Abbreviated keys glibc issue
From PostgreSQL wiki
PostgreSQL 9.5 Abbreviated Keys Regression
PostgreSQL 9.5.0 shipped with a feature which sped up sorts and indexing for character/string columns (text and varchar(n)) by using an algorithm called "abbreviated keys". This was quite a compelling feature because it sped up sorts and index builds for some users as much as 20X.
As of 9.5.2, the project has had to disable this feature for text/varchar(n) index builds for any non-C locale because it produces corrupt indexes when certain C standard libraries are in use that have bugs in standard collation functions. Users may need to REINDEX some indexes.
What's the bug?
Users whose text data uses a collation other than "C" locale found that, in some cases, indexes built with the abbreviated key feature would fail to find existing rows. An investigation in pgsql-bugs identified the problem.
Locale support refers to an application respecting cultural preferences regarding alphabets, sorting, number formatting, etc. PostgreSQL uses the standard ISO C and POSIX locale facilities provided by the server operating system. A locale's "collation" controls how types like text are collated during sorting. In non-C locales, the abbreviated keys feature uses the strxfrm() standard library function to create a sortable binary key (only a prefix of this binary key is actually used during sorting). After the bug report, developers discovered that many versions of glibc (the C standard library in widespread use on Linux systems) have buggy implementations of strcoll() that, at least in some locales, can produce string comparison results that do not match strxfrm(), resulting in indexes which give wrong answers (strcoll() should still give self-consistent answers, though, which is what really matters). This behavior is contrary to ISO C90 and POSIX standards, which require that a strxfrm() + strcmp() comparison give the same answer as a simple strcoll().
This bug certainly applies to versions of glibc before 2.22, and may apply to other versions as well. Since older versions of glibc are far more widespread than the newer versions, it is not safe to depend on correct behavior from collation functions. See the Red Hat bug for more discussion of this.
This issue definitely does not affect the "C" locale because it does not use either of those functions (the "C" locale does still support abbreviated keys, and will continue to do so in PostgreSQL 9.5.2). It probably does not affect many locales and most standard library implementations (there is no evidence of issues any C standard library implementation that is not some particular version of glibc, for example). However, as there is no way to do exhaustive testing on all locales on all platforms, it is currently considered generally unsafe in any non-C locale with PostgreSQL 9.5.1 or 9.5.0. On glibc systems where problems arise, the locale "de_DE.UTF-8" appears to be particularly badly affected.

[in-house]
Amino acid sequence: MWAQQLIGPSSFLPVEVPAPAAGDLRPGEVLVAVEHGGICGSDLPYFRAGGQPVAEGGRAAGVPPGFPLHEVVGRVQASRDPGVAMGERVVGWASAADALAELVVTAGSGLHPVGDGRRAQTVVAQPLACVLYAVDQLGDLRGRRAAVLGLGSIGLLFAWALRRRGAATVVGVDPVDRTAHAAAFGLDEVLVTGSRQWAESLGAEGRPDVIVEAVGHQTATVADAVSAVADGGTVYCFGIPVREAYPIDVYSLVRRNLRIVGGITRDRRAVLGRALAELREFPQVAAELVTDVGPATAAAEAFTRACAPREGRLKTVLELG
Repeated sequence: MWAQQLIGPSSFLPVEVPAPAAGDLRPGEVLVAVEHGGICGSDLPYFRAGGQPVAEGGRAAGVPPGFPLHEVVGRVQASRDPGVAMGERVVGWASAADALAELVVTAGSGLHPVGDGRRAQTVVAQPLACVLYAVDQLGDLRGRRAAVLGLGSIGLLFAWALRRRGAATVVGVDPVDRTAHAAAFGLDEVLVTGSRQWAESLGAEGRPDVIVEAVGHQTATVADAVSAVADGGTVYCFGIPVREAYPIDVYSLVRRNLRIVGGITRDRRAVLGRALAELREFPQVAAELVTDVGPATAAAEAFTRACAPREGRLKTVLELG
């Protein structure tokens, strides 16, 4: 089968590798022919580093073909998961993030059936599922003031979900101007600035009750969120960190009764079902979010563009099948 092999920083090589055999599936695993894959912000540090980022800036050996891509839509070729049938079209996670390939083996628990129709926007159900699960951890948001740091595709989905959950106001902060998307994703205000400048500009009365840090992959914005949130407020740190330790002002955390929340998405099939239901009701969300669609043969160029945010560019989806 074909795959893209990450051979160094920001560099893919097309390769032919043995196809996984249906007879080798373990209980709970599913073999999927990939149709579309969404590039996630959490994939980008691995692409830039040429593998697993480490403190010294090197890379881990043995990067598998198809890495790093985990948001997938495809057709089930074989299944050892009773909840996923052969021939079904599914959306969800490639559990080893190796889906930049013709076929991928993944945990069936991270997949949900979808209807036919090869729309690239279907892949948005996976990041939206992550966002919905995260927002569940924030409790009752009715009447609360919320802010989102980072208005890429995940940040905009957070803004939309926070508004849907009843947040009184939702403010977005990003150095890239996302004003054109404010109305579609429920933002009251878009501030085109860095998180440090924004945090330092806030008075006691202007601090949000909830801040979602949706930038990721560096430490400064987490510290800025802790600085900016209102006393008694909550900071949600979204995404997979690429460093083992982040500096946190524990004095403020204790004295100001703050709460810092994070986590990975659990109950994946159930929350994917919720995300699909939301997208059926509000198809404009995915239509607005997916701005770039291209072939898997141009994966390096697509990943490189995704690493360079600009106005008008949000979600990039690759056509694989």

What do I have to do?
After updating your server to 9.5.2 (or later), you will want to REINDEX any possibly affected index. Since REINDEX is a blocking operation, however, you may wish to instead do this as a two-step concurrent operation, for example:
CREATE INDEX CONCURRENTLY table1_charcol2_a ON table1(charcol2); DROP INDEX CONCURRENTLY table_charcol2;
How critical doing this reindexing is depends on whether you believe you are likely to experience the issue. Note that you should connect to every database in the installation/cluster, to ensure that nothing is missed.
SQL query to show potentially affected indexes
You must determine which indexes might be affected and must therefore be reindexed. Since PostgreSQL allows you to set collations per column, it's possible that the issue could occur even if the database collation is "C". A query to search all potentially affected indexes, including those potentially affected due to using the default collation (the common case) is as follows:
SELECT pg_namespace.nspname AS schema_name, reltable.relname AS table_name, relindex.relname AS index_name, t.typname AS type_name, op.opcname AS operator_class_name, CASE WHEN collname = 'default' THEN (SELECT datcollate FROM pg_database WHERE datname = current_database()) ELSE collname END AS collation_name FROM pg_index JOIN pg_class as reltable ON indrelid = reltable.oid JOIN pg_class as relindex ON indexrelid = relindex.oid JOIN pg_collation ON indcollation = pg_collation.oid JOIN pg_namespace ON reltable.relnamespace = pg_namespace.oid JOIN pg_opclass op ON indclass = op.oid JOIN pg_type t ON (op.opcintype = t.oid OR op.opckeytype = t.oid) WHERE collcollate NOT IN ('C', 'POSIX') AND op.opcname IN ('text_ops', 'varchar_ops') ORDER BY schema_name, table_name, index_name;